Can you map the desired functionality to data requirements?

Customer data is complex more often than it's straightforward. This usually means defining data requirements along with business requirements. At some point you'll need to know whether customer data is necessary and from what system it will originate. A firm understanding of the level of customer data—account, household1—is also critical.


Do you suspect that external data will be necessary?

Purchasing data from an external source such as Dun & Bradstreet, Axciom, Data Quick, or Experian might not initially be a high priority, but it can supplement customer profiles with such indicators as number of family members, estimated income, household-level psychographics, ZIP code breakdowns, real estate information, and other attributes that can reveal customer behaviors and preferences.


For customization, does the current workstation development environment support the CRM product?

What type of workstation configurations does your CRM tool's development environment require? Additional development tools (e.g., Microsoft's Visual Studio) or hardware (e.g., database servers) might be necessary to correctly customize the CRM environment.


Have you identified the other applications or systems with which the CRM product must integrate?

There should be an up-front understanding of the impact of CRM on other corporate systems and of how the data will move between systems effectively. In addition, staff members whose systems will be touched by CRM should be notified of the pending integration requirements.


Have the organizational or political barriers to rolling out CRM been identified? Have they been resolved?

Yes, it's a loaded question. (See the end of this chapter.) No, it's not meant to point fingers, but to establish up-front what the tactics will be when questions of ownership or disagreements about functional priorities rear their heads. An influential executive sponsor might be able to resolve such issues before they arise.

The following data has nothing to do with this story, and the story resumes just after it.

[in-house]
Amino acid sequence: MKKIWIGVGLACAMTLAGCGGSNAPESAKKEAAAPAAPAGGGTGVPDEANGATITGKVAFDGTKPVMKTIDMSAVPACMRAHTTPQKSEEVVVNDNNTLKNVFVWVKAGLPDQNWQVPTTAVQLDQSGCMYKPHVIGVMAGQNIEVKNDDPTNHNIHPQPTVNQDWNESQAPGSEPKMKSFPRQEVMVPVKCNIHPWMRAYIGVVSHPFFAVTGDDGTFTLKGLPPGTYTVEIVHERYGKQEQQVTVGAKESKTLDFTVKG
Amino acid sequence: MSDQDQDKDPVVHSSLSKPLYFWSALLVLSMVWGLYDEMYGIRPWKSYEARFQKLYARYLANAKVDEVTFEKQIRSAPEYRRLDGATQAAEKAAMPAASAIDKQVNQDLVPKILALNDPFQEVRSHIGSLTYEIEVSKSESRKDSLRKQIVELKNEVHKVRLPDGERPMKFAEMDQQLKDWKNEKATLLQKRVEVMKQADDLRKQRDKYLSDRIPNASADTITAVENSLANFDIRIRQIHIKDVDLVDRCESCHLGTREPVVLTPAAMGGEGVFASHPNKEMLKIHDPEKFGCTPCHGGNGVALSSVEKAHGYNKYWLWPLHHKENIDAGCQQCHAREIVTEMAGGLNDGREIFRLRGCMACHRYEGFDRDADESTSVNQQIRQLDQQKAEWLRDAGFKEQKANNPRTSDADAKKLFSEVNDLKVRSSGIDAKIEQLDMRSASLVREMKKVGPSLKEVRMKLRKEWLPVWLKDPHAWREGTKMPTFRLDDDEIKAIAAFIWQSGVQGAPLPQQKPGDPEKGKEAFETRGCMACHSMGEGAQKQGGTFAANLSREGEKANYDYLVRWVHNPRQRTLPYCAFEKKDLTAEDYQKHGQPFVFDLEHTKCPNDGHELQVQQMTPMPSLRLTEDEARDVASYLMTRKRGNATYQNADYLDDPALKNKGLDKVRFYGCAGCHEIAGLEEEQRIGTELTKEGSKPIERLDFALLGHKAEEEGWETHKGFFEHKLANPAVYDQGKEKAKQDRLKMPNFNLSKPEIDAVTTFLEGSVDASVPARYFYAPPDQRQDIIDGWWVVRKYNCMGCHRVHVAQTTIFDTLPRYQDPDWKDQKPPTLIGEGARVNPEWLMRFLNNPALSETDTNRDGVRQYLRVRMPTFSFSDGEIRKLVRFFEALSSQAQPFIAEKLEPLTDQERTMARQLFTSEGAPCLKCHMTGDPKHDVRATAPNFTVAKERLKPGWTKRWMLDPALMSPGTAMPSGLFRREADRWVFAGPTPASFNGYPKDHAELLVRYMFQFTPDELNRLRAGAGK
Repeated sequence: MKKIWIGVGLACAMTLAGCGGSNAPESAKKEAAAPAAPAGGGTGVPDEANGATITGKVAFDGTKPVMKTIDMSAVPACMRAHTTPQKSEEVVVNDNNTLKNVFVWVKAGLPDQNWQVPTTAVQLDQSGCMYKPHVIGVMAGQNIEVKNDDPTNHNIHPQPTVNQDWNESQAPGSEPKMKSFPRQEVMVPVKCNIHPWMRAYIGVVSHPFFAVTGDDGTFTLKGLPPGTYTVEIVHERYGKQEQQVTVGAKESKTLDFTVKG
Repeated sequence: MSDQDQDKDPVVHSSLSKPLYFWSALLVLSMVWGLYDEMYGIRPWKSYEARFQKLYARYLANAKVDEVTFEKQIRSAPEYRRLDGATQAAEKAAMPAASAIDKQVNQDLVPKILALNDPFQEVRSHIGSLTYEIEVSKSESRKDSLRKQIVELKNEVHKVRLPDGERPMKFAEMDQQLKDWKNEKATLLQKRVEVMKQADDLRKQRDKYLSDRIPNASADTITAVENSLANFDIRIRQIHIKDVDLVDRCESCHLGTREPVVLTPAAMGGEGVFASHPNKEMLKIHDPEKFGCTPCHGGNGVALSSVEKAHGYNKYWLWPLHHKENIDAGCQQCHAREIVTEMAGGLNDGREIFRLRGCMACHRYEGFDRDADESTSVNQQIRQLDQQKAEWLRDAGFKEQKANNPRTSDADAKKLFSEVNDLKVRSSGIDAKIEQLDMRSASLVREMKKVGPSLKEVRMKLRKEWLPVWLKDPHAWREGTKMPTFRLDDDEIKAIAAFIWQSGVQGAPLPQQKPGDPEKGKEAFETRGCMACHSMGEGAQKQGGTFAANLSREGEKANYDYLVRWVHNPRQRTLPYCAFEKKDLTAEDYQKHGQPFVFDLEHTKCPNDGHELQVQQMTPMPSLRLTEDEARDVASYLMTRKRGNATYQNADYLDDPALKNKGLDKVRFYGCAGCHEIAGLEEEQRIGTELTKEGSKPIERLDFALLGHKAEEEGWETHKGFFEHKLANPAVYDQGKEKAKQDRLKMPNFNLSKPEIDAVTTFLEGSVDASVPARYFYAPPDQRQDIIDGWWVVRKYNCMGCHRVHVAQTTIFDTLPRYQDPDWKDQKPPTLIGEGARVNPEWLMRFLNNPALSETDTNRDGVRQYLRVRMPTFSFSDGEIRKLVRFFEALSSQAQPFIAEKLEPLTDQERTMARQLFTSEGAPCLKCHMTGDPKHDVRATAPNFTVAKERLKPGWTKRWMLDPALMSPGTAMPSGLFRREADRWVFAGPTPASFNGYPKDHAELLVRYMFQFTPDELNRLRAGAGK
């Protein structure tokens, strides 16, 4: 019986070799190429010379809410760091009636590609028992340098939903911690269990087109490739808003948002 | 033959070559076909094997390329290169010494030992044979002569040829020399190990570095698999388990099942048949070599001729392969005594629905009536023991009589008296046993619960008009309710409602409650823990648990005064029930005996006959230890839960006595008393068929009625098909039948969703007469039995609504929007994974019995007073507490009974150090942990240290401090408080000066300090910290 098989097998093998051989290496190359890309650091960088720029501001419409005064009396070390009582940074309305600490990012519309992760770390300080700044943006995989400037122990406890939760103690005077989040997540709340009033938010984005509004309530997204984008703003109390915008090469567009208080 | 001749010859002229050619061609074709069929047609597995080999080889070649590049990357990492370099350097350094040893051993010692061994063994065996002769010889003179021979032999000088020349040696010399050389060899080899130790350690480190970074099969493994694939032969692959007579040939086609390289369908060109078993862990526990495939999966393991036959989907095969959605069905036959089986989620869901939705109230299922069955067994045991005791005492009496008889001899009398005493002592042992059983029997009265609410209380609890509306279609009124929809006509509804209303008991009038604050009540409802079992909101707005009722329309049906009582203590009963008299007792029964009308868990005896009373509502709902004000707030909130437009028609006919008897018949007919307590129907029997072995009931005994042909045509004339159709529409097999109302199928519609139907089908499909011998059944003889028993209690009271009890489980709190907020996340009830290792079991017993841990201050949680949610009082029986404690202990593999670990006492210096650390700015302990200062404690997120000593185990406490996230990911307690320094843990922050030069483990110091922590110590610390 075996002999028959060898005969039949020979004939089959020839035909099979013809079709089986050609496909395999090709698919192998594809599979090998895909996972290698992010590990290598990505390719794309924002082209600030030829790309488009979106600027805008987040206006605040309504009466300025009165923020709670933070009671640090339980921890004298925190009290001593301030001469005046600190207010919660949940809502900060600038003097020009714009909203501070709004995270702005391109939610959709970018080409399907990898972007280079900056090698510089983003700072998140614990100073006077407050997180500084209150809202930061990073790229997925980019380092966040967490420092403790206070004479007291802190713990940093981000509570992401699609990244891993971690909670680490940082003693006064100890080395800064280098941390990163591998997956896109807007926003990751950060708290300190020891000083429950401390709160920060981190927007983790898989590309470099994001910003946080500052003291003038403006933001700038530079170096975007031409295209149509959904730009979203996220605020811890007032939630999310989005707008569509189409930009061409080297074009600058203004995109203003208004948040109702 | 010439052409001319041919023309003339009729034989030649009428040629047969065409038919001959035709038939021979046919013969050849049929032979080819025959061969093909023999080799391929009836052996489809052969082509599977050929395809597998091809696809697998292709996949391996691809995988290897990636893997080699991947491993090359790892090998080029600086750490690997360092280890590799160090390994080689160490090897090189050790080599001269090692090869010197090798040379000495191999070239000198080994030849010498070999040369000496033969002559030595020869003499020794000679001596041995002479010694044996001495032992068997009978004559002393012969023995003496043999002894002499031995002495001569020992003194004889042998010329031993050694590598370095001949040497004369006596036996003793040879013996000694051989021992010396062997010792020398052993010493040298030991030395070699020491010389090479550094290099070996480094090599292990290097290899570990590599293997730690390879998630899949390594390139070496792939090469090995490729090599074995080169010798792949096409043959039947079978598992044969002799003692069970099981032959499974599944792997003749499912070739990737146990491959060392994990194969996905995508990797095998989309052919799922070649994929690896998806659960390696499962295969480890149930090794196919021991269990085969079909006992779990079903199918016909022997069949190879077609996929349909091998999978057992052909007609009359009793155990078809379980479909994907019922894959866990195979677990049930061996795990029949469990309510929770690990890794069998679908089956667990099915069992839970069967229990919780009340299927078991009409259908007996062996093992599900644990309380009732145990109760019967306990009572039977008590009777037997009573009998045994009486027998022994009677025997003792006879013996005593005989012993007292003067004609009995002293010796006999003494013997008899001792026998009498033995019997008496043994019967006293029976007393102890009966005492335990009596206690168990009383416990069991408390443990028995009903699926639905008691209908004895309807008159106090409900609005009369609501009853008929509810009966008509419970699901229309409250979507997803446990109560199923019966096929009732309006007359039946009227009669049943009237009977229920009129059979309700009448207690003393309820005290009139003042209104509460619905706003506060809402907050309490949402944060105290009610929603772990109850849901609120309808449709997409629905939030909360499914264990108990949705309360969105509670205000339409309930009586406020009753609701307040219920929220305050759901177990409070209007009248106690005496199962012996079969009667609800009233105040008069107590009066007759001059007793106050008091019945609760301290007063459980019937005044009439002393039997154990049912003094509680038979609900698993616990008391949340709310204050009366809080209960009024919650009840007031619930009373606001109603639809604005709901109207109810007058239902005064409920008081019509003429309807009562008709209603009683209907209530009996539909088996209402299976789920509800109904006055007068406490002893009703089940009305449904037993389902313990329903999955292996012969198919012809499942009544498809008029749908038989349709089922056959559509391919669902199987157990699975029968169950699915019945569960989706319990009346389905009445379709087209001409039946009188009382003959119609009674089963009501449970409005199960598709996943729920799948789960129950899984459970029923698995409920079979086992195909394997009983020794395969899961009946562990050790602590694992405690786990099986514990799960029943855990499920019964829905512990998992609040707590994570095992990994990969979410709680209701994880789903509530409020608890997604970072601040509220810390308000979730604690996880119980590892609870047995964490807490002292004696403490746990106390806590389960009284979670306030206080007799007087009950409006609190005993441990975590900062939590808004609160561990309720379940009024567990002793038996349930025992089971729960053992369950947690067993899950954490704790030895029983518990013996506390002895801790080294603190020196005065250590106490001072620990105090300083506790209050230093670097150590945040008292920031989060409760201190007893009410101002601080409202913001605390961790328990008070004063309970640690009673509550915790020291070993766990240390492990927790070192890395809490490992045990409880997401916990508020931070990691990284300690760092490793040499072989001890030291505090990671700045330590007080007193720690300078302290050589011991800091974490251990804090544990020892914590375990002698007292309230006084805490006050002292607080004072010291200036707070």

Have you truly defined your privacy policy?

Regardless of whether your CRM program will be Web-based, understand your company's boundaries for using data about your customers.

CRM must not only adhere to a corporate privacy policy; it should also be the flagship example of the company's behavior around customer data. See Chapter 10 for more about handling privacy.


The most valuable feature of a "premortem" exercise is that it's a lot easier to give bad news before disaster strikes than to say "I told you so" after the fact—and after the money has been spent. CRM assessment findings can alert the business sponsor to potential roadblocks. Such findings allow CRM team members to fix problems proactively rather than pointing fingers after the CRM project has failed, as 70 percent of all CRM projects allegedly do.

Ideally, the answer to each of the above questions will be "yes," with consensus on how each issue will be handled when it's encountered. At the very least, the CRM team should be aware of each issue and prepared to deal with it when it inevitably comes up.

InformIT Promotional Mailings & Special Offers

I would like to receive exclusive offers and hear about products from InformIT and its family of brands. I can unsubscribe at any time.


Pearson Education, Inc., 221 River Street, Hoboken, New Jersey 07030, (Pearson) presents this site to provide information about products and services that can be purchased through this site.

This privacy notice provides an overview of our commitment to privacy and describes how we collect, protect, use and share personal information collected through this site. Please note that other Pearson websites and online products and services have their own separate privacy policies.

Collection and Use of Information

To conduct business and deliver products and services, Pearson collects and uses personal information in several ways in connection with this site, including:

Questions and Inquiries

For inquiries and questions, we collect the inquiry or question, together with name, contact details (email address, phone number and mailing address) and any other additional information voluntarily submitted to us through a Contact Us form or an email. We use this information to address the inquiry and respond to the question.

Online Store